A Bit of Vandalism

I went up to Reading, my hometown, to see my Mom tonight, and we stopped at Linens-N-Things and Staples. I (finally) had a pen in my purse, so I corrected a few grammatical errors:

Location: Linens-N-Things, Reading, MA

These everyday signs were all over the store. It hurts. It really hurts.

Location: Staples, Reading, MA

You could make an argument for this one, saying that the sign was telling you to picture perfect holidays. I don’t think that was the intention of the Staples marketing team — I think they wanted you to have picture-perfect holidays.

Come on! You are both obviously big chains — get an editor who didn’t go to gym teachers’ college!


12 responses to “A Bit of Vandalism

  1. One of these days you’re going to get arrested for your grammar vandalism. You know where they send grammar vandals, don’t you? The Department of Corrections.

  2. Badum-ching!

  3. I usually agree with your corrections on street signs, article text, headlines, and the like. However, I think you’ve got it all wrong when it comes to pieces like this. I’ve got several friends (and two immediate family members) who work in advertising and marketing. Most of them went to well-respected universities, and several hold degrees in both fine arts and business.

    According to the two I spoke with about this entry, using words outside of their grammatically correct context is part of their art form. They each showed me examples from their own portfolios, pointing out words or punctuation that would have been different if they were writing a letter or article. In each case, there was an explanation of how the “incorrect” usage fit the project at hand.

    They suspected whoever designed the LNT sign knows the grammatical difference between “every day” and “everyday,” and made the choice to use the “wrong” word in an effort to utilize both meanings in just 3 words: (1) You can find low prices here every day. (2) At LNT, low prices are an everyday occurrence.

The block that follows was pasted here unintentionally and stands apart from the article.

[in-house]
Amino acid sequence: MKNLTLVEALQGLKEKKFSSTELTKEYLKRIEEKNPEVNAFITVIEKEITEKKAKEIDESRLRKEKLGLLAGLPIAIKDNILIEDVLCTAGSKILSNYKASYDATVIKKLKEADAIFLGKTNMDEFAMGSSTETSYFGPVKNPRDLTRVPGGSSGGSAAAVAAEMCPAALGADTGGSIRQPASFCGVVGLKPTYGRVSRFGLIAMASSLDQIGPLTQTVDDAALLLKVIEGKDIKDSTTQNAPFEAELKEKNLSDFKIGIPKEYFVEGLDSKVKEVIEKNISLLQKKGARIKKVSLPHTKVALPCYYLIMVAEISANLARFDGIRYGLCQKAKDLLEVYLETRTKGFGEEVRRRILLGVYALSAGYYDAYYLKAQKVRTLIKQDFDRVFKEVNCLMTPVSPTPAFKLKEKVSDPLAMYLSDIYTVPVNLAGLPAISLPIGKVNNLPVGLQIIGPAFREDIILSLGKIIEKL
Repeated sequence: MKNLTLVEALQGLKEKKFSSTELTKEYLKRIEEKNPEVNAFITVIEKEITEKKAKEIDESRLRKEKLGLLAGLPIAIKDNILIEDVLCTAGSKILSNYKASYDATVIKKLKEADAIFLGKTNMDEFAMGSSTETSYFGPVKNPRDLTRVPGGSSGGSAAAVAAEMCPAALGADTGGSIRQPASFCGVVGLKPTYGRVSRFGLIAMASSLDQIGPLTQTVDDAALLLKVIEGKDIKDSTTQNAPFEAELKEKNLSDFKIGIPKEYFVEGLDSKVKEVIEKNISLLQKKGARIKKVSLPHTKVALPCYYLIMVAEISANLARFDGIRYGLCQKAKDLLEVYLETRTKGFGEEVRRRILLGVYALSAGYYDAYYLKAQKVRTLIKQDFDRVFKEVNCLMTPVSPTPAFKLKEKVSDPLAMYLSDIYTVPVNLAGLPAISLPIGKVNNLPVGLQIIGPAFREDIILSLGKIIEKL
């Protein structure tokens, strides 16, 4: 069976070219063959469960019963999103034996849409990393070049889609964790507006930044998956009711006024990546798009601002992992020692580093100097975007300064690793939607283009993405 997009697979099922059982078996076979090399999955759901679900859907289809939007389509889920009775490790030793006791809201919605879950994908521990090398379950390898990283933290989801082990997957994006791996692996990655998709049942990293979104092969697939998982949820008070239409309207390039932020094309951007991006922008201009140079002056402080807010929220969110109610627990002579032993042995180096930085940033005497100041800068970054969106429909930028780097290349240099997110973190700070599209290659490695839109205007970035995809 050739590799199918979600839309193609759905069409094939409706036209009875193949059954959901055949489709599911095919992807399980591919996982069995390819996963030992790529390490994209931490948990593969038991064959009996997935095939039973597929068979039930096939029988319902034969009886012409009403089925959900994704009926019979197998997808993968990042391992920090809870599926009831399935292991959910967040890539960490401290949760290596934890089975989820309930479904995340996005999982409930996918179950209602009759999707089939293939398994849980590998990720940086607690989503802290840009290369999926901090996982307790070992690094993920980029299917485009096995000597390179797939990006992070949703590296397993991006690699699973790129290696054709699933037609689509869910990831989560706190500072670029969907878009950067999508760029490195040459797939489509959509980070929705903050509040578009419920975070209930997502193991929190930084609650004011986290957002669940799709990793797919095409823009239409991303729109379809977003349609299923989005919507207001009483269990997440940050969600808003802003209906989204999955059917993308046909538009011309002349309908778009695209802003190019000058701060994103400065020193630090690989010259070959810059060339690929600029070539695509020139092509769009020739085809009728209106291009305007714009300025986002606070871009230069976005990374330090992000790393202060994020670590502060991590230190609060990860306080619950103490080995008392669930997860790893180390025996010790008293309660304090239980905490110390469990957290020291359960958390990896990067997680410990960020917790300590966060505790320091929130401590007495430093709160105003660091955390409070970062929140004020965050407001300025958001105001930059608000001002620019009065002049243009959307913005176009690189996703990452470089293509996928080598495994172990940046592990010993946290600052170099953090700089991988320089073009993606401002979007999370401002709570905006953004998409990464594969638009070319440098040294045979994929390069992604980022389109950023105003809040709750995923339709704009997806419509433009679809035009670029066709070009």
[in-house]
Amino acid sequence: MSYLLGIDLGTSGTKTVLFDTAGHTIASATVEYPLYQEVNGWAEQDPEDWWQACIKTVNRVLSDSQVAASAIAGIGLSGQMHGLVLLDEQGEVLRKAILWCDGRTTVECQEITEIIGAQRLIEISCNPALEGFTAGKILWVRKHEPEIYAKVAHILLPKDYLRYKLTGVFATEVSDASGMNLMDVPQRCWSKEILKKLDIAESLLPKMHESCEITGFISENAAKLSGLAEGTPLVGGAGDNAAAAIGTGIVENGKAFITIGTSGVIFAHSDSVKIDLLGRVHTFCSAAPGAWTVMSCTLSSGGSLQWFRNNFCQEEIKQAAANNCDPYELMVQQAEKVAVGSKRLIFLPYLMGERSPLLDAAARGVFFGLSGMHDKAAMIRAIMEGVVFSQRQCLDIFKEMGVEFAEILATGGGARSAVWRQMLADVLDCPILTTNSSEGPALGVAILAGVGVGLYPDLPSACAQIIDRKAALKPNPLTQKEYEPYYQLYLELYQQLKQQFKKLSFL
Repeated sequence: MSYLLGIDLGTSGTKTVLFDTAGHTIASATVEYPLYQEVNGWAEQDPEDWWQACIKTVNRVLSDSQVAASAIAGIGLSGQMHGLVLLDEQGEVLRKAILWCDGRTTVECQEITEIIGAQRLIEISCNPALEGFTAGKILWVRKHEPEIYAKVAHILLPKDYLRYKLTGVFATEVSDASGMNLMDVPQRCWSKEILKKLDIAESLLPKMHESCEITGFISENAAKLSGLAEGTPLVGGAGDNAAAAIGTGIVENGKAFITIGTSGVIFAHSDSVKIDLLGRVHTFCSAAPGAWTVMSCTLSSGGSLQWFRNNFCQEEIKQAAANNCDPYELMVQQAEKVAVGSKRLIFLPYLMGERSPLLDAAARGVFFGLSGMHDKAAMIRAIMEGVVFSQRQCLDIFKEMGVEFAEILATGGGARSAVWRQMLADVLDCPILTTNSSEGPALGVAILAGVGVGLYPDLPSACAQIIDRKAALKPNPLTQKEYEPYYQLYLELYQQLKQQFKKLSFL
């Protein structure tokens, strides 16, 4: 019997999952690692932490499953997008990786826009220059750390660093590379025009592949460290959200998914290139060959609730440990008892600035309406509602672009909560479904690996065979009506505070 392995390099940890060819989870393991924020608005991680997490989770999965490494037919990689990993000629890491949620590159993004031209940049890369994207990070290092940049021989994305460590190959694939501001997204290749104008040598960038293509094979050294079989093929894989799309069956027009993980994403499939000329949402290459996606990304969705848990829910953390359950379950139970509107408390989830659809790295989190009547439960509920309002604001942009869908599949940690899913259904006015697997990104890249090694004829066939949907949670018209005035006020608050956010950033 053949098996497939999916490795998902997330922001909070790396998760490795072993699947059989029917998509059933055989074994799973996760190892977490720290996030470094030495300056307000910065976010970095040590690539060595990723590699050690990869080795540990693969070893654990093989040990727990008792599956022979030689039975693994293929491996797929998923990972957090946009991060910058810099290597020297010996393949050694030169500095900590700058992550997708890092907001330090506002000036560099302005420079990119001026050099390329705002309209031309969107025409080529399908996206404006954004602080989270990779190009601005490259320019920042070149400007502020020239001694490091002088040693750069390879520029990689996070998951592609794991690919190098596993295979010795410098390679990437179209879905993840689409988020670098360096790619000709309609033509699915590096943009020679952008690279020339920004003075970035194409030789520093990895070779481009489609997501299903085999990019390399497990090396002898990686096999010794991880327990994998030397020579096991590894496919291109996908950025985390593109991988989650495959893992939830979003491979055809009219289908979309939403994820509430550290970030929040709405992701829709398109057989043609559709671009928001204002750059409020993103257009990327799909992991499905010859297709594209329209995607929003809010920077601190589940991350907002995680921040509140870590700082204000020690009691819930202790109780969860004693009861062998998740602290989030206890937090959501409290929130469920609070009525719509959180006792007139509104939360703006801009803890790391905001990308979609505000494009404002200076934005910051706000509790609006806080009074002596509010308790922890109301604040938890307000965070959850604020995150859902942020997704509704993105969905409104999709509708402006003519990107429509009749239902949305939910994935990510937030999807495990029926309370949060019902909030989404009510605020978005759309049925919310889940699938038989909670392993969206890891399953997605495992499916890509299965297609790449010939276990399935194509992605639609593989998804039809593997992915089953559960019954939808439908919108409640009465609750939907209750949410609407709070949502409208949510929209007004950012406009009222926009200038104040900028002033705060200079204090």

They also both interpreted the Staples piece to be an imperative first, and a clever play on the phrase “picture perfect” second.

    One suggested that your remark about “gym teachers college” was tantamount to suggesting that impressionist artists must have gone to “finger painting college,” and insulting to physical education teachers, to boot.

  4. the comma splice also looks intentional

  5. I TOTALLY disagree with Eric Jay, I’m afraid! Further, even if the marketing team at LNT and Staples did do those things on purpose (which I highly, highly, highly doubt), I wish they wouldn’t because they are only contributing to the ignorance of the masses, i.e., people who do not, in fact, know the difference between “every day” and “everyday.”

  6. Christina Loesch

    It would even be nicer with an apostrophe: low prices’ everyday

  7. Advertisers break, bend and murder grammar rules and pretend that it’s “art.” BULL!! I TOTALLY agree with Kate and Grammargirl- if they went to such great colleges, they should write like they did.

  8. What bugs me is the N.

    Linens N Things.

    They have a right to call their store anything they choose. But an “N” where the word “and” or an ampersand belongs looks to me like baby talk and a mistake.

  9. Why do you always have to insult people in order to make your point? Gym teachers’ college? That’s lame.

  10. As a professional editor, I have to say that I do symmpathize with your quest to improve the way in which the English language is written. I do have one gentle suggestion, however. Your efforts to correct errors will carry more weight among those who care about such things if you use the proper proofreader’s marks. When indicating that “everyday” should be written “every day,” a vertical line or a carat should be inserted at the point where the line should be, and a pound sign should be placed in the margin to indicate the insertion of a space. The mark you used is not standard, but is the reverse of the mark used to indicate a line break. See http://www.swdocs.com/proof.htm , http://www.utexas.edu/visualguidelines/proofreaders.html or http://www.prenhall.com/author_guide/proofing.html for a few examples.

  11. Help! I’m not a grammarian. Just someone in search of further education — be gentle. Why is there not an apostrophe with Staples marketing team? Also, why is there not a hyphen in your heading: TAKING IT TO THE STREETS AND CORRECTING AMERICA, ONE WELL PLACED COMMA AT A TIME? I would have written WELL-PLACED COMMA. Thank you!

  12. Pingback: untoldentertainment.com » Blog Archive » Everyday Product

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